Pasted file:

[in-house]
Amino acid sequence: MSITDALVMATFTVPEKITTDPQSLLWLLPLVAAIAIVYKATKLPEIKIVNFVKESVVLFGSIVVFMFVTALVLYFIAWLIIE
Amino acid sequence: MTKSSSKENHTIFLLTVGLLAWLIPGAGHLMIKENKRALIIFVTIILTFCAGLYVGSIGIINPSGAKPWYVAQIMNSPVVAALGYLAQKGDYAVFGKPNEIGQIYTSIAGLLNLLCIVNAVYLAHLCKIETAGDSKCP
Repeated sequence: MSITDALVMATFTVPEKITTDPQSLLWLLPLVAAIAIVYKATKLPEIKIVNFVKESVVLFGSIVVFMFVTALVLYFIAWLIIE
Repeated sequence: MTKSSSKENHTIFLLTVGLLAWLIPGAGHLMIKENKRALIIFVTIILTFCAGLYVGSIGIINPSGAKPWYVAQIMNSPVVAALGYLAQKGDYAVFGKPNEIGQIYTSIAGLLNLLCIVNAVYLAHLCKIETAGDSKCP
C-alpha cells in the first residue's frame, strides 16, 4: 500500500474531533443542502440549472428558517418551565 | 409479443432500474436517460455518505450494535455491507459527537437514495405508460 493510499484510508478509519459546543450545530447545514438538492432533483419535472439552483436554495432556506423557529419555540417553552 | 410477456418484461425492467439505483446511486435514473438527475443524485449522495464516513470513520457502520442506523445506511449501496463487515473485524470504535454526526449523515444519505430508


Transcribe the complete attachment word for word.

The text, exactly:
[in-house]
Amino acid sequence: MSITDALVMATFTVPEKITTDPQSLLWLLPLVAAIAIVYKATKLPEIKIVNFVKESVVLFGSIVVFMFVTALVLYFIAWLIIE
Amino acid sequence: MTKSSSKENHTIFLLTVGLLAWLIPGAGHLMIKENKRALIIFVTIILTFCAGLYVGSIGIINPSGAKPWYVAQIMNSPVVAALGYLAQKGDYAVFGKPNEIGQIYTSIAGLLNLLCIVNAVYLAHLCKIETAGDSKCP
Repeated sequence: MSITDALVMATFTVPEKITTDPQSLLWLLPLVAAIAIVYKATKLPEIKIVNFVKESVVLFGSIVVFMFVTALVLYFIAWLIIE
Repeated sequence: MTKSSSKENHTIFLLTVGLLAWLIPGAGHLMIKENKRALIIFVTIILTFCAGLYVGSIGIINPSGAKPWYVAQIMNSPVVAALGYLAQKGDYAVFGKPNEIGQIYTSIAGLLNLLCIVNAVYLAHLCKIETAGDSKCP
C-alpha cells in the first residue's frame, strides 16, 4: 500500500474531533443542502440549472428558517418551565 | 409479443432500474436517460455518505450494535455491507459527537437514495405508460 493510499484510508478509519459546543450545530447545514438538492432533483419535472439552483436554495432556506423557529419555540417553552 | 410477456418484461425492467439505483446511486435514473438527475443524485449522495464516513470513520457502520442506523445506511449501496463487515473485524470504535454526526449523515444519505430508